Of course, if I stop there, this not-entirely-serious post is all but guaranteed to get me some comments from tiresome scolds telling me I’m a horrible person for not regarding energy efficiency as the be-all and end-all of everything. And it’s true, I’m a terrible person. I also shower with the lights on, thus wasting electricity.
Of course, those issues are, in principle, something we could capture in this model by increasing the effective price of gas to more appropriately capture the externalities of carbon emissions and pollution, etc. If we bump the price of gas in the toy model up from $3.50/gallon to $4.50/gallon, the result looks like this:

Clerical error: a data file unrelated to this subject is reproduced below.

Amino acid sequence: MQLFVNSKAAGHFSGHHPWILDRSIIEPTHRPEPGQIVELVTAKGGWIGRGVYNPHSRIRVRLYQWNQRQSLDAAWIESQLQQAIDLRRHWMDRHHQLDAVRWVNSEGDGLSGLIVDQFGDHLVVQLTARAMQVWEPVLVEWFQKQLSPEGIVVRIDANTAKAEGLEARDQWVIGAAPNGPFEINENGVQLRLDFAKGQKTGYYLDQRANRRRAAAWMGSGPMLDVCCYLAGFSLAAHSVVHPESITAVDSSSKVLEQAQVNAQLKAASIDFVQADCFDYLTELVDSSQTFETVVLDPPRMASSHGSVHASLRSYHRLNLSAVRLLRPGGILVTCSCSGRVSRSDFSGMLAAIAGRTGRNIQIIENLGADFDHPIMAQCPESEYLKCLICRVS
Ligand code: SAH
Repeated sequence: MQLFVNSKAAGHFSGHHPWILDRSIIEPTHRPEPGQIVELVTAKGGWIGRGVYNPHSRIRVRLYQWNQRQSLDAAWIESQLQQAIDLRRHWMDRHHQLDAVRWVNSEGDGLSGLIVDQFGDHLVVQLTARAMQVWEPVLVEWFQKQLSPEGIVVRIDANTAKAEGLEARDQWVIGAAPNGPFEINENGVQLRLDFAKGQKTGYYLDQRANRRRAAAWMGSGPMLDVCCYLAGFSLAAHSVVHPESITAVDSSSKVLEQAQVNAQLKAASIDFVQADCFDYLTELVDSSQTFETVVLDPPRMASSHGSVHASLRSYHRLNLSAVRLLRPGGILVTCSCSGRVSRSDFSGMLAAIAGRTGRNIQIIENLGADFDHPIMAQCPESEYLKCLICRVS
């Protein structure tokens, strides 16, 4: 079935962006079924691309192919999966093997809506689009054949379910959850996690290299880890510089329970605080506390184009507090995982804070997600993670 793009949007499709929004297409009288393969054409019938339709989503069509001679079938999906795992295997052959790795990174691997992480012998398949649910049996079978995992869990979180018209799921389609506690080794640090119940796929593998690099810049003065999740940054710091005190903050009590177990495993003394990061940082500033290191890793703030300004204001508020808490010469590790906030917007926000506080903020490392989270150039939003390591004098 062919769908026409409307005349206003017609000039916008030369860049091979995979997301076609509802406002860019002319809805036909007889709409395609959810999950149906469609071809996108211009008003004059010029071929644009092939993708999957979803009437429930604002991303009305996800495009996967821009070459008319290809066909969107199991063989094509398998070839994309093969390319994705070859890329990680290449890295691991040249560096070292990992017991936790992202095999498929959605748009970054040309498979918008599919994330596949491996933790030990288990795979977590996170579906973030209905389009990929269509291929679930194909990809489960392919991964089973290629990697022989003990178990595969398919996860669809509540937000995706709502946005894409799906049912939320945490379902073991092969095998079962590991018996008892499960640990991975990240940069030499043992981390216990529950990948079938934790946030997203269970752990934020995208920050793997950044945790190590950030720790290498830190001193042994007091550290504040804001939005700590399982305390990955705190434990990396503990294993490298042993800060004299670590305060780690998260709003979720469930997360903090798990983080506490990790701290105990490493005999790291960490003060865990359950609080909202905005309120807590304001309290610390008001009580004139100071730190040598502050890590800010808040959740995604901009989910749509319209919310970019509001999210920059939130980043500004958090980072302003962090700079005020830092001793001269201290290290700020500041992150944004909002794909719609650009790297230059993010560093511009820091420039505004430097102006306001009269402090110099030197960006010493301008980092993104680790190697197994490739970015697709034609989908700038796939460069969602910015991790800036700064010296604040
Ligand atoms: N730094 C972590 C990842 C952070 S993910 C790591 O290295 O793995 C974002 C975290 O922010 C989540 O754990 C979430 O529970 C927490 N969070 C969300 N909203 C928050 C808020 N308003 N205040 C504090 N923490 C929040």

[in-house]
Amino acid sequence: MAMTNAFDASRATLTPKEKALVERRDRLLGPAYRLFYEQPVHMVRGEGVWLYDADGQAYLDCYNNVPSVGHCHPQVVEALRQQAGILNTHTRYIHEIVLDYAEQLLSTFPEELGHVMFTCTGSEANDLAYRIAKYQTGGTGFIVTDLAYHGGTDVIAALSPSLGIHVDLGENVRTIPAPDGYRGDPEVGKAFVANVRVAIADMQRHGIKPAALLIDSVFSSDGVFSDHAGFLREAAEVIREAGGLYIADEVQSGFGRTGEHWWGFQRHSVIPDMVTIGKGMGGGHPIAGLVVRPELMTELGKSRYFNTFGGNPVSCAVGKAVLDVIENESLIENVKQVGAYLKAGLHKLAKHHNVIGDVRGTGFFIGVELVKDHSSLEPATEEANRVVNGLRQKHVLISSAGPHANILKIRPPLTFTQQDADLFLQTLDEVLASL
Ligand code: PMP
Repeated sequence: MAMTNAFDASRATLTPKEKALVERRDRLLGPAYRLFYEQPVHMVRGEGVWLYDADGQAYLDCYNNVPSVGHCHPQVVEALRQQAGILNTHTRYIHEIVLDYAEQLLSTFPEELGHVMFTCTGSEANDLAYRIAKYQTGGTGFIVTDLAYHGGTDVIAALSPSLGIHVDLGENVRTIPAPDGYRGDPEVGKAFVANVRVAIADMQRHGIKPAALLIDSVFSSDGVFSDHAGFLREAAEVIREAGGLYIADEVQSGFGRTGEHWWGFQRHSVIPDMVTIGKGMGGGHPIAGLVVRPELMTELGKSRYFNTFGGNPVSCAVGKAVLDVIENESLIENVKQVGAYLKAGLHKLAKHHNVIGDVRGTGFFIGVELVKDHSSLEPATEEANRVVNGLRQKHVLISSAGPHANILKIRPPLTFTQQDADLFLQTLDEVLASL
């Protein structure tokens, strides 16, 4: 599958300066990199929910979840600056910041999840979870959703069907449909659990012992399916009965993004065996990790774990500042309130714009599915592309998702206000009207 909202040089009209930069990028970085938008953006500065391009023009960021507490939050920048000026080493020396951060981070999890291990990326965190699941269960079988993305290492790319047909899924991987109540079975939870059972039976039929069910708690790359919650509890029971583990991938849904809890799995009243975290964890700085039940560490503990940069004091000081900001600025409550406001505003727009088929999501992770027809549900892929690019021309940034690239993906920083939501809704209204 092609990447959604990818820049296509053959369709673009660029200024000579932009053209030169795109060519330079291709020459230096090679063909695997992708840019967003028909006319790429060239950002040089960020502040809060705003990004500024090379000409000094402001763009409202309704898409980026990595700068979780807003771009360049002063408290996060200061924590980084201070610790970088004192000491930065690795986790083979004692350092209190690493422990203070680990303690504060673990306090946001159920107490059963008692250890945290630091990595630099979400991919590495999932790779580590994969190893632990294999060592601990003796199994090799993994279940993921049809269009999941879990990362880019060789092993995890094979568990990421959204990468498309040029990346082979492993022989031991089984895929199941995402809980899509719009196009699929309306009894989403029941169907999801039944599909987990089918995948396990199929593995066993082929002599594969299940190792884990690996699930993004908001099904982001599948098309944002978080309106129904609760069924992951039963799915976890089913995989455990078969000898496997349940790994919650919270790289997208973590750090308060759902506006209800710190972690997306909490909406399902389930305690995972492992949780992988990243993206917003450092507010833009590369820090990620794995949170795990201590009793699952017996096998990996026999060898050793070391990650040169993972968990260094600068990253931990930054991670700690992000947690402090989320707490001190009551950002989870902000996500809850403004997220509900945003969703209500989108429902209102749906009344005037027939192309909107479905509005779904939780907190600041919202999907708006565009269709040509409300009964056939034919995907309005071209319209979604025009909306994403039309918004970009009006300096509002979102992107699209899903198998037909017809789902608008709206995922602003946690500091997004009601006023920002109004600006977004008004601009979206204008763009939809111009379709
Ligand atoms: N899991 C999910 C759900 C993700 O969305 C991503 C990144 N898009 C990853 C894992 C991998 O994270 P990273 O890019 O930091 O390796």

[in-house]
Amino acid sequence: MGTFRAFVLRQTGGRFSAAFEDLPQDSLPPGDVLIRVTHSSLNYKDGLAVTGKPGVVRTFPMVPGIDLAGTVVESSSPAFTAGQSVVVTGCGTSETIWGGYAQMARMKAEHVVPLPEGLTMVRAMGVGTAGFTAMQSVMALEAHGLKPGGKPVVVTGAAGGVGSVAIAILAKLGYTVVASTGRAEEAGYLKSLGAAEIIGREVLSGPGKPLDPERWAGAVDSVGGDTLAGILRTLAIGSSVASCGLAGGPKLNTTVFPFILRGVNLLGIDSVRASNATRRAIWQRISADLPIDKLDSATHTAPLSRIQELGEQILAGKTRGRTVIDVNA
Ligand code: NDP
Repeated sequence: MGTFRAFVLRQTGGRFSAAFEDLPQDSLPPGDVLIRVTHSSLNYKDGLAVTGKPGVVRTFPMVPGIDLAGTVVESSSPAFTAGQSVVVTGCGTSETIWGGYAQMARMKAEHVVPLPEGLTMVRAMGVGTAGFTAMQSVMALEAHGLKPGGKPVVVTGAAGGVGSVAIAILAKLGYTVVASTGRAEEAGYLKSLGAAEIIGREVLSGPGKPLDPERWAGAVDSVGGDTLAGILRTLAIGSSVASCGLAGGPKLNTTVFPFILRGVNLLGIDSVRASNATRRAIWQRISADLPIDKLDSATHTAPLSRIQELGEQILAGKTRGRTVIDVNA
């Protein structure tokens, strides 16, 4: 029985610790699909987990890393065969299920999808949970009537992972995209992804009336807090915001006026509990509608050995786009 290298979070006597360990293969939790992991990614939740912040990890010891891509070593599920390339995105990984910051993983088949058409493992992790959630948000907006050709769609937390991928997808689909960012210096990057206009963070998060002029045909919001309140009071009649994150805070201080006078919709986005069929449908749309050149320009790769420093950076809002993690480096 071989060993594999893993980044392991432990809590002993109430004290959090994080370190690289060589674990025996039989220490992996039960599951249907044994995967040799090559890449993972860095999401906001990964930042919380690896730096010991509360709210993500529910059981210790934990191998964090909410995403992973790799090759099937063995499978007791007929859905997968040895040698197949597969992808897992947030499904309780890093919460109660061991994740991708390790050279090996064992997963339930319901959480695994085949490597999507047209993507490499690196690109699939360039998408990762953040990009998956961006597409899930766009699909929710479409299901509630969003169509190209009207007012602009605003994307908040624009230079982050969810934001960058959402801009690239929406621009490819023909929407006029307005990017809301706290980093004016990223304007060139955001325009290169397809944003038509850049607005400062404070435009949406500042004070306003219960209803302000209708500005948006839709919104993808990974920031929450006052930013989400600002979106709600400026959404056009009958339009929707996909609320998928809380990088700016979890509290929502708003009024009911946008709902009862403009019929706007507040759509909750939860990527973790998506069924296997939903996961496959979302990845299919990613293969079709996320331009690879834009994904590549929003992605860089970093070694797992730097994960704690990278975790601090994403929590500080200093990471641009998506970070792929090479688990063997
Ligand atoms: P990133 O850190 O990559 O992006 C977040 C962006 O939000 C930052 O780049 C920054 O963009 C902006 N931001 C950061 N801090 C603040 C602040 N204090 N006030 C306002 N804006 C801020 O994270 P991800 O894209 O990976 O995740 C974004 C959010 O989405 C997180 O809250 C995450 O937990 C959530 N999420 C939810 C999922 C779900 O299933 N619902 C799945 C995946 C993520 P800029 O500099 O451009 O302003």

That’s got a minimum cost point at lower speed for all but the highest pay rate. And if you bumped the cost of gas up even more, even the high-salary folks would no doubt stop benefiting from driving at maximum speed. Then it’s all a question of arguing about what the “right” price of gas is, and what the “right” value to put on your time is. Should you be billing your free time at the same rate as your salary? More? Less? And how do we price in the likelihood of getting a speeding ticket at the high end of these graphs?
Those are all interesting questions, but I’ve already devoted more time to getting this out of my head than I ought to, and need to get back to writing my book. Time is word count, and word count is money, too.